An owner of Maxi’s began her battle against cancer, with student support.
Awareness of a disease that is estimated to affect more than 220,000 additional women in the U.S. within the year hit home in November 2011 when Temple’s very own “Maxi’s Mommy” was diagnosed with breast cancer.
Reacting to the news, on Friday, Feb. 24, Robin Novelli’s “Maxi’s family,” in collaboration with TU Dudes for Boobs, held a breast cancer happy hour benefit from 4-7 p.m. to bring awareness, raise money and encourage support.
“A year ago, I found a lump,” Novelli said. The eight-year co-owner of Maxi’s – a pizzeria and bar on Main Campus – said she found the lump, which she was first told was a cyst.
“I thought well, it’s just a cyst, you know, it’s good. It’s going to be OK, you know, and no one suggested to have it surgically removed,” Novelli said.
So, Novelli, 46, continued with the planning of her wedding and got married.
But, “you know in your heart something just isn’t right,” Novelli said.
Following her instinct, Novelli went to Thomas Jefferson University Hospital and was diagnosed with first-stage breast cancer in November.
Having no family members with the disease, this came as a “big shock,” Novelli said.
After having the lump removed in early January, she said, doctors waited about seven days before examining her lymph nodes for cancer cells, and found a half-inch tumor.
“After they found the tumor, that changed my whole life,” Novelli said. “You got to fight, you got to do something.”
Novelli’s battle with chemotherapy started Feb. 10.
Novelli’s body reacted to the treatment after a week, attacking her stomach and hindering her ability to do what she’s used to doing at Maxi’s – the place she calls her “home away from home.”
“It’s hard for me because I have to ask for help, for carrying and reaching, where otherwise I would have done it all myself,” Novelli said.
With a tear in her eye, Novelli added, “And now my hair is starting to fall out – that’s why I didn’t brush my hair today. That’s the start that I gotta get used to.”
Novelli will continue getting blood work that determines her chemotherapy treatments every three weeks for four months. Then she will go once a week for 12 weeks, followed with radiation, and then take medication for five more years.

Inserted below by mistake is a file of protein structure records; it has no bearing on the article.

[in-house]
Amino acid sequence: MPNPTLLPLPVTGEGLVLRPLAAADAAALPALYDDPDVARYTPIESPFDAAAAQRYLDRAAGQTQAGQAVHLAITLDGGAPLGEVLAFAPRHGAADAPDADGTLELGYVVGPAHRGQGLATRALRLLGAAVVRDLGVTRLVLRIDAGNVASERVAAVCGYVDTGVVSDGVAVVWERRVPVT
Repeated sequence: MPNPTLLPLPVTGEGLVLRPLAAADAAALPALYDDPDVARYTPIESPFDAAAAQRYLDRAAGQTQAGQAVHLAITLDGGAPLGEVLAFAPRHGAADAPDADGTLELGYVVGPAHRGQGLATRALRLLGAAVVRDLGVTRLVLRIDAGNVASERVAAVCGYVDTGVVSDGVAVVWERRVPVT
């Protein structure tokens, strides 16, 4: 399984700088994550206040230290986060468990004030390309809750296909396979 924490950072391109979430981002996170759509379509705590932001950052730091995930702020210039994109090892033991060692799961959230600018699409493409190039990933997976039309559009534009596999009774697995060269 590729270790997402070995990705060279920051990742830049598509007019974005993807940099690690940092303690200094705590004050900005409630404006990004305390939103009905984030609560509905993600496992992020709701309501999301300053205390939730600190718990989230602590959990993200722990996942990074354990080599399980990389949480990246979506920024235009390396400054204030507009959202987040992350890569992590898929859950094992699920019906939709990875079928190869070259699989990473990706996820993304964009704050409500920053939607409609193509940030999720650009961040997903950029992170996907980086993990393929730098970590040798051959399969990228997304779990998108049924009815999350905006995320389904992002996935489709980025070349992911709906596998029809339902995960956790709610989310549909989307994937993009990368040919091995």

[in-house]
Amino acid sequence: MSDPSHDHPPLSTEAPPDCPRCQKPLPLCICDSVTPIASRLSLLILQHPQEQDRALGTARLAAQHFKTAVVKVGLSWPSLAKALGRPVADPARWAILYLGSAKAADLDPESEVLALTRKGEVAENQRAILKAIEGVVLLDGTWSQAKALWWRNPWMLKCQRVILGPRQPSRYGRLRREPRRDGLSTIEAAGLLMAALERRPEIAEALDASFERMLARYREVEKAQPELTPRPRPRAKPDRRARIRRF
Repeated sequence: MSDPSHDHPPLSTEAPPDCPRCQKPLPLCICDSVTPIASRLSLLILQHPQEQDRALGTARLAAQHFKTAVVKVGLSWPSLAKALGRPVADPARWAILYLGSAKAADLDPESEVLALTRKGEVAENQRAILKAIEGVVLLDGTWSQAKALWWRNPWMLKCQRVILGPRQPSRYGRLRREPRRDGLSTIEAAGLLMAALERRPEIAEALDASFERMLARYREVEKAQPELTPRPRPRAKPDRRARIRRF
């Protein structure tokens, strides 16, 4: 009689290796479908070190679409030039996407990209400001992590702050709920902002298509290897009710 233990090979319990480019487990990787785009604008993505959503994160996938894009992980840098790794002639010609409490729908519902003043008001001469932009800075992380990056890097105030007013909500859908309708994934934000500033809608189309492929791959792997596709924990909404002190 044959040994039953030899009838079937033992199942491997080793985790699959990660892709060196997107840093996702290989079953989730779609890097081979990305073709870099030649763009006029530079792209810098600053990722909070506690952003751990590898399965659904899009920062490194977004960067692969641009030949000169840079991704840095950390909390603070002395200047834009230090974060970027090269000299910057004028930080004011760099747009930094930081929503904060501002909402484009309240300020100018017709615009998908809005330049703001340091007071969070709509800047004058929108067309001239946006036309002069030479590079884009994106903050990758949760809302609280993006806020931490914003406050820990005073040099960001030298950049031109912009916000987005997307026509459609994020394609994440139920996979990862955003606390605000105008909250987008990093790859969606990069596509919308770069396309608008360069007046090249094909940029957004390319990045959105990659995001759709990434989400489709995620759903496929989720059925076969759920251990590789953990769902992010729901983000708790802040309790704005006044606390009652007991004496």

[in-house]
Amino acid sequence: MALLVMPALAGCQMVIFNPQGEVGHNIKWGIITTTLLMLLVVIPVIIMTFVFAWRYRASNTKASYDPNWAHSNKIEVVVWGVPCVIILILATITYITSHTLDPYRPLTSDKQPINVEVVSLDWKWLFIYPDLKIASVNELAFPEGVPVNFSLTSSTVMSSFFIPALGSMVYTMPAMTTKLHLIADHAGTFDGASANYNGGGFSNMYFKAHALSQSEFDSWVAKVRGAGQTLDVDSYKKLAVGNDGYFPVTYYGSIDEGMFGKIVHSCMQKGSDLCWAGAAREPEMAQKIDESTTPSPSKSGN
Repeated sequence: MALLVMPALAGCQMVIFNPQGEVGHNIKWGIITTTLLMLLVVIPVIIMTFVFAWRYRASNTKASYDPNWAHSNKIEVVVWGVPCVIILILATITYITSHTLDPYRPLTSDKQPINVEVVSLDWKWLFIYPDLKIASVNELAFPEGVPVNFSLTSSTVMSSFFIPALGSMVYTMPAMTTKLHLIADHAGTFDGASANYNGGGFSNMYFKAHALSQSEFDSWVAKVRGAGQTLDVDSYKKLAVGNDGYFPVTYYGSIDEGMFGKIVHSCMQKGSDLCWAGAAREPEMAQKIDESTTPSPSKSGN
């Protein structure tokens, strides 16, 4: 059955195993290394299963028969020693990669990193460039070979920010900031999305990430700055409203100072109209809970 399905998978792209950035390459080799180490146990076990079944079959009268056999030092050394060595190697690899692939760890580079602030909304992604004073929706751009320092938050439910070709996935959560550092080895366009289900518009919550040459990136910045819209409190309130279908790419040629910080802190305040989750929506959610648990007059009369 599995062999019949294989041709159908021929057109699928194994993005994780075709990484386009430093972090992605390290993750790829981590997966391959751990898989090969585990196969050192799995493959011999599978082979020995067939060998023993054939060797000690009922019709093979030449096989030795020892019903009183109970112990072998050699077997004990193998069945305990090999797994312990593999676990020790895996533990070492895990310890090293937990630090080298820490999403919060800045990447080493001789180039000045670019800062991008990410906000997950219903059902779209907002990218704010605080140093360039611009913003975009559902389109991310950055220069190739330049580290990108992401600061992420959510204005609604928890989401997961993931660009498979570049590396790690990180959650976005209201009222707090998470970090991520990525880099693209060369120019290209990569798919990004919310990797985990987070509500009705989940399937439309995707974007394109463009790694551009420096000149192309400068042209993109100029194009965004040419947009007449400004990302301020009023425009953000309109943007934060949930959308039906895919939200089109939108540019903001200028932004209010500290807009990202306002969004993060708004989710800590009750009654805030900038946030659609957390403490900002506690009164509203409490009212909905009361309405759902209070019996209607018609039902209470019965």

“And then, hopefully, they’ll say I’m cured,” Novelli said.
Novelli said she considers her student-employees and customers, who have shown tremendous support, as children of her own.
“We are a family,” she said. “In my past eight years here I have bailed children out, I have fixed noses, I have fed them when they were starving, I’ve drove them to interviews and home and did laundry. I’m like the Maxi’s-Mommy. When they need me, I’m here.”
Student-employees helped plan the Friday benefit, in Novelli’s honor.
Junior math major Katie McCunney, who has been working at Maxi’s for approximately two years, said, “It kept us more focused on a project instead of on her [illness]. It was something positive everyday.”
Upon hearing of Novelli’s diagnosis, food companies and beer distributors even donated to the 21-and-over event.
Entry into the benefit was $5, and some happy hour specials included $4 cosmos, $4 milkshakes and $3 buttery nipples, with 100 percent of the proceeds going to Susan G. Komen for the Cure, one of the world’s largest grassroots network of breast cancer survivors and activists.
McCunney, one of the planners for the event, said she was overwhelmed with support and help from the Maxi’s staff to make the benefit a success.
“We have half the staff here today helping,” McCunney said at the event. “It’s definitely like a family but it’s 100 percent because of [Novelli and] the atmosphere that she creates.”
Even though Novelli is going through chemotherapy treatment, she is still working at Maxi’s as much as she possibly can.
“The other day [Novelli] was so sick in the morning but she still managed to come in for like two hours to make sure everything was running OK, but I don’t know how she does it,” sophomore kinesiology major Colleen Carr, a Maxi’s employee for two years, said.
Carr, who has witnessed her own grandmother battle breast cancer, added, “When [Novelli] came to us and told us [she was diagnosed], it was so weird because she’s always so on the go all the time and…it’s just so sad to see her like this.”
Novelli prides her establishment on Liacouras Walk as “home base” for Temple students, by creating a welcoming, comfortable and safe atmosphere.
“We’re here at nine in the morning and we don’t leave until four in the morning,” Novelli said. “[If] you need us, we’re here.”
Novelli, born and raised in downtown Mott Street in New York City, said she “would rather the children be [at Maxi’s] than going out in the streets anywhere.”
“They’re safe here,” Noveli said. “I feel like, under my eyes, where we are is a safe-haven.”
Lauren Hertzler can be reached at firstname.lastname@example.org.
[Updated 2/29 at 4:55 p.m.]
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